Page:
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Old December 11, 2019, 12:36 PM   #1
Siggy-06
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S&W Shield EZ now in 9mm

S&W just released the Shield EZ in 9mm after the sucess of it's .380 version. They're turning up online at a few retailers currently.

https://www.smith-wesson.com/firearm...l-thumb-safety

Personally I'm not a fan of the grip safety's shape as it sticks out into my palm with a high grip(on the 380 models). If it depressed a bit deeper I'd buy this 9mm version for sure. Been seeing prices arpund $399 so far.
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Old December 11, 2019, 12:46 PM   #2
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Originally Posted by Siggy-06 View Post
S&W just released the Shield EZ in 9mm after the sucess of it's .380 version. They're turning up online at a few retailers currently.



https://www.smith-wesson.com/firearm...l-thumb-safety



Personally I'm not a fan of the grip safety's shape as it sticks out into my palm with a high grip(on the 380 models). If it depressed a bit deeper I'd buy this 9mm version for sure. Been seeing prices arpund $399 so far.
I would think part of the reason it sticks out as much is to make sure it stays depressed when held.

I imagine this will sell well for S&W.

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Old December 11, 2019, 01:40 PM   #3
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Helps explain that $50 rebate on the Shields that just ended.
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Old December 11, 2019, 04:04 PM   #4
American Man
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I've been on the fence about getting the 380 EZ as a gift for someone hoping that it would come out with a 9mm. I'm glad they came out with this 9mm. Of course I'll have to wait till all the rushes are over.

This also more than makes up for the HUGE disappointment from glock yesterday.
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Old December 12, 2019, 02:15 PM   #5
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Instead of putting all these redundant safeties on the gun, wouldn't it be easier if they just removed the firing pin entirely?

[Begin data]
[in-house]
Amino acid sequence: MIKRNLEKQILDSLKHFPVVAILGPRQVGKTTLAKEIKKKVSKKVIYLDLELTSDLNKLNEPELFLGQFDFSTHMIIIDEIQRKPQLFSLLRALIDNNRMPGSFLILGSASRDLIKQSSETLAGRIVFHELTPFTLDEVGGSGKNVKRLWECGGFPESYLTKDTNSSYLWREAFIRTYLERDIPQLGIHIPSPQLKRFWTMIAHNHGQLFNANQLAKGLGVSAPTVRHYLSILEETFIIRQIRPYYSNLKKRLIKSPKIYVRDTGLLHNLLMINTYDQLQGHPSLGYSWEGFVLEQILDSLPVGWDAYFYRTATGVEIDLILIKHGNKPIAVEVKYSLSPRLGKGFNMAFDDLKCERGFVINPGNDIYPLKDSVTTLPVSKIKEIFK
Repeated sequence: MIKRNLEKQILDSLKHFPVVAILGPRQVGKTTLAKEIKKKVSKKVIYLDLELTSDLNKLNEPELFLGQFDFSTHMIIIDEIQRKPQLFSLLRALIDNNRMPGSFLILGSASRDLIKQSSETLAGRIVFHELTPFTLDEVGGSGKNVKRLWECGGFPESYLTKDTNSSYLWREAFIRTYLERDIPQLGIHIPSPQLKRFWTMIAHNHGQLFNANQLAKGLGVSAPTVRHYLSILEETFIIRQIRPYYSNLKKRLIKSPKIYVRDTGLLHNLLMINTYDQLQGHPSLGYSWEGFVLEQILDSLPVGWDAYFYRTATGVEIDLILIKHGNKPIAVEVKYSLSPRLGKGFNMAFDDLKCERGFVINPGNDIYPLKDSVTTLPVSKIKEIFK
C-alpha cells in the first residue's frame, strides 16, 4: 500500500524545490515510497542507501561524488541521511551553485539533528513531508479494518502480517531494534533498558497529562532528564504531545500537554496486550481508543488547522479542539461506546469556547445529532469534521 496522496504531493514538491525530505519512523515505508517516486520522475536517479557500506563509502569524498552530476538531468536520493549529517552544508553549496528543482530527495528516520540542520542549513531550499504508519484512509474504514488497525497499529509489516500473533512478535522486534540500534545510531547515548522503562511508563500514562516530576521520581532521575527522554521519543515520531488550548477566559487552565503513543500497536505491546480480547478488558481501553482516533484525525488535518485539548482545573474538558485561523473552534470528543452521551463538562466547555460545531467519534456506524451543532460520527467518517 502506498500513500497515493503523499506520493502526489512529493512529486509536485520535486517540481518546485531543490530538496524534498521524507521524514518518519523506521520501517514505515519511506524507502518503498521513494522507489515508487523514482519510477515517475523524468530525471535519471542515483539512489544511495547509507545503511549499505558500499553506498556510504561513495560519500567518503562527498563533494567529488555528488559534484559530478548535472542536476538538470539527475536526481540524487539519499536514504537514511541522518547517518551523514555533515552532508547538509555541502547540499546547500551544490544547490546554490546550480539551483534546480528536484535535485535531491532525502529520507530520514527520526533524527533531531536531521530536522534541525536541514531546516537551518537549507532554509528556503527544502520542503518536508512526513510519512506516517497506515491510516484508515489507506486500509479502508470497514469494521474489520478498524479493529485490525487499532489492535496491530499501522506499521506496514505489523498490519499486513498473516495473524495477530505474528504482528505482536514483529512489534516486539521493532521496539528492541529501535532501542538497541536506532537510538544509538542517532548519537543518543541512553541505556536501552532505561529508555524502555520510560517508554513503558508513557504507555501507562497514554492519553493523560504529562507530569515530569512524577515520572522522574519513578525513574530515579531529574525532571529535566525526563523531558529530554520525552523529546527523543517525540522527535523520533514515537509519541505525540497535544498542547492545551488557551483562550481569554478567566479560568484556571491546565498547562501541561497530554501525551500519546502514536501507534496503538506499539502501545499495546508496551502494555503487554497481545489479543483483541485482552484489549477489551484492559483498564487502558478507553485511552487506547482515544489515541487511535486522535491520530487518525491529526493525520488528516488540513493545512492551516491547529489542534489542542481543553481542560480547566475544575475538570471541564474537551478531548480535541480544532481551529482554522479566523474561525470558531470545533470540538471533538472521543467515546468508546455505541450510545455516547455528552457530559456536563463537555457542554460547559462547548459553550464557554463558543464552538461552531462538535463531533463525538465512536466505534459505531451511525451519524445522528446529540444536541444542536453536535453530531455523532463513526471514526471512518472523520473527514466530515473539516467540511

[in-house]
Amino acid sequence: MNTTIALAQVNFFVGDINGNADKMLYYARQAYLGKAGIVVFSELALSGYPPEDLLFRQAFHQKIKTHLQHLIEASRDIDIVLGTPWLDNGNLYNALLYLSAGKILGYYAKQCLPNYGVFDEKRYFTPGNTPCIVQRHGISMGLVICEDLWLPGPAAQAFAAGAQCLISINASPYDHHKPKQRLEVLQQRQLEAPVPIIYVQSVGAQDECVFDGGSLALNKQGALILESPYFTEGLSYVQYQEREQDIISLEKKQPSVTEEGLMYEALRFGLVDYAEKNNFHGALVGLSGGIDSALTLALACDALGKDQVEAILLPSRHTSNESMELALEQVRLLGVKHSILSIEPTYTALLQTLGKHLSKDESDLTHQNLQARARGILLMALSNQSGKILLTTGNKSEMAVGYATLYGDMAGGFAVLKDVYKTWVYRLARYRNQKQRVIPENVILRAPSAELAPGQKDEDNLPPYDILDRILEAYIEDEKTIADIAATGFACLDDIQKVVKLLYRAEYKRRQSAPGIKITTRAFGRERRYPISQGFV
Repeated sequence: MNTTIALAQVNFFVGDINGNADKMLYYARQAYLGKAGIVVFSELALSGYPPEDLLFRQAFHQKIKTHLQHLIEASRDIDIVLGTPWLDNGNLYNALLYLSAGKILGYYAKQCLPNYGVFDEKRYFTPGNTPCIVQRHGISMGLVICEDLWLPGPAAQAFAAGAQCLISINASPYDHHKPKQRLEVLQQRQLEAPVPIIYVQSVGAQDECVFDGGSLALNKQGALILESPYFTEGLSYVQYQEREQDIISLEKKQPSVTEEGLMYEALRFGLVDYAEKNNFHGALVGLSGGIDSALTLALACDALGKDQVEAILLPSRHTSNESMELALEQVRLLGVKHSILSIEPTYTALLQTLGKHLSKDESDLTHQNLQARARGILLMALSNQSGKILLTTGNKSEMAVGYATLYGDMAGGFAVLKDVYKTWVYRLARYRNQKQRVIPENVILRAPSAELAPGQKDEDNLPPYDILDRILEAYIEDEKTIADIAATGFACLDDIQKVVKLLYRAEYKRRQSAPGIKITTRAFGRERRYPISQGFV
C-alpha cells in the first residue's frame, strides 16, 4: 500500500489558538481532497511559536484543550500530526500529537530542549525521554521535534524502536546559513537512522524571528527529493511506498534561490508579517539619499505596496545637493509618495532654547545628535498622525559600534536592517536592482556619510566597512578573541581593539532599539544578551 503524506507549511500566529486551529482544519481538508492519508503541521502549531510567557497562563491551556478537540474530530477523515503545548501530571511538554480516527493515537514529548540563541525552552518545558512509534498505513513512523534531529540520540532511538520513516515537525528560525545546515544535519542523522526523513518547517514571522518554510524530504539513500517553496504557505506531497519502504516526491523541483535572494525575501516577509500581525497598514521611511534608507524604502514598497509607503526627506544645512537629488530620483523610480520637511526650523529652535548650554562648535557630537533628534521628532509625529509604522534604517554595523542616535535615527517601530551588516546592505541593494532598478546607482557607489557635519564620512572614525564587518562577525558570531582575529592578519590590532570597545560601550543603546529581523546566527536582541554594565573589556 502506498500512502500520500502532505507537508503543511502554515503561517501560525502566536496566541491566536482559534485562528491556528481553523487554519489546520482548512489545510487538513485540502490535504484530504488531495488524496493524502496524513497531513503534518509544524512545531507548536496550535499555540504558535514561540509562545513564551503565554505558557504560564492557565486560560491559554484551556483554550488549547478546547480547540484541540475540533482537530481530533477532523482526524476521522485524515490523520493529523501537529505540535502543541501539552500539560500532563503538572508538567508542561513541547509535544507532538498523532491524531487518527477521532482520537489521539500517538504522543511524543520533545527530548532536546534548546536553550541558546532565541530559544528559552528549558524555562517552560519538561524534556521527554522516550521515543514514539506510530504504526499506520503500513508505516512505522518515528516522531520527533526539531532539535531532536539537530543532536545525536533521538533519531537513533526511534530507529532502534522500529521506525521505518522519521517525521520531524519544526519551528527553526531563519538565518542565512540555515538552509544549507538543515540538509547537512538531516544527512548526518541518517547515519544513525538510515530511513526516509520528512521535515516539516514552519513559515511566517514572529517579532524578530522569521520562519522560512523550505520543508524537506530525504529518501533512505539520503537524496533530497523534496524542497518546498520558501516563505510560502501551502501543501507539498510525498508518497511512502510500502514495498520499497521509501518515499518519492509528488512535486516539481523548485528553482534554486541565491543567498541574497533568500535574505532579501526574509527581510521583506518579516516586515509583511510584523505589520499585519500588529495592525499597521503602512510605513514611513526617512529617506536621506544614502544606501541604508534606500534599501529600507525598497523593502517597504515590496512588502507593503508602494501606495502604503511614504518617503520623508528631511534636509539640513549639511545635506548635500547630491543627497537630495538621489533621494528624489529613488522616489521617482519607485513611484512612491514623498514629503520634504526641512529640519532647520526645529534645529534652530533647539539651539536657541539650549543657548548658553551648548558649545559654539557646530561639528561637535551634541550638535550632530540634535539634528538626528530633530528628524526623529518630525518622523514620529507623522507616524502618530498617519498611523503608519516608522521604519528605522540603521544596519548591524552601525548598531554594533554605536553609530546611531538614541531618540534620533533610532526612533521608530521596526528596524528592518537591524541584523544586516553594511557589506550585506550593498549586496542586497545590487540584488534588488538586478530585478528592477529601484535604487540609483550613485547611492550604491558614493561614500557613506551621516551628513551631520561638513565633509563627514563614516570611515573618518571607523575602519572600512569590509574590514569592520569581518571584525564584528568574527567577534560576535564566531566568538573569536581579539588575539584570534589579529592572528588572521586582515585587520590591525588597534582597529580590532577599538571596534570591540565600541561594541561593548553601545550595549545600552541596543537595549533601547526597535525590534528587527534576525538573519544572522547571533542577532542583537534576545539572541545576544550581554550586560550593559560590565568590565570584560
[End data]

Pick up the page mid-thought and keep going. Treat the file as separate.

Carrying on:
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Old December 12, 2019, 03:32 PM   #6
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Originally Posted by OhioGuy View Post
Instead of putting all these redundant safeties on the gun, wouldn't it be easier if they just removed the firing pin entirely?
It gets to a question of defining redundant. There are people out there that like the idea of a grip safety. I am trying to remember if it you were part of it but we've discussed here multiple times how people like the presence of a hammer when reholstering or whatnot to further aid in preventing a discharge. A grip safety can function as that as well. Similar to how I may see the hammer as redundant in that case, no doubt some people see the grip safety as redundant too.

I also wonder if part of the reason the EZ is so easy to rack is if depressing the grip safety actually provides some resistance to the slide or perhaps additionally cocks the hammer. You can't put the slide back on if the grip safety is depressed because doing so causes some of the trigger bar linkage to stick up. Total speculation on my part.

I don't know that I get the point of a thumb safety as well, but again preferences exist. There is also the Shield without a safety as an option. Providing options doesn't seem like a bad thing.

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Old December 12, 2019, 03:44 PM   #7
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I am trying to remember if it you were part of it but we've discussed here multiple times how people like the presence of a hammer when reholstering or whatnot to further aid in preventing a discharge. A grip safety can function as that as well.
I'm one of those people. For example, though I like AIWB carry for a number of reasons. I won't carry a striker fired gun that way unless it has a grip safety. An external hammer or grip safety can add one extra level to help prevent an AD in case clothing gets caught while holstering. Some people feel the same way about IWB hip holsters.
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Old December 12, 2019, 06:06 PM   #8
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Speaking to the grip safety issue. You have to understand the EZ is not striker fired lkke the other M&Ps. It has a hammer concealed under the slide. So, basically a single action gun. A grip safety is not a bad idea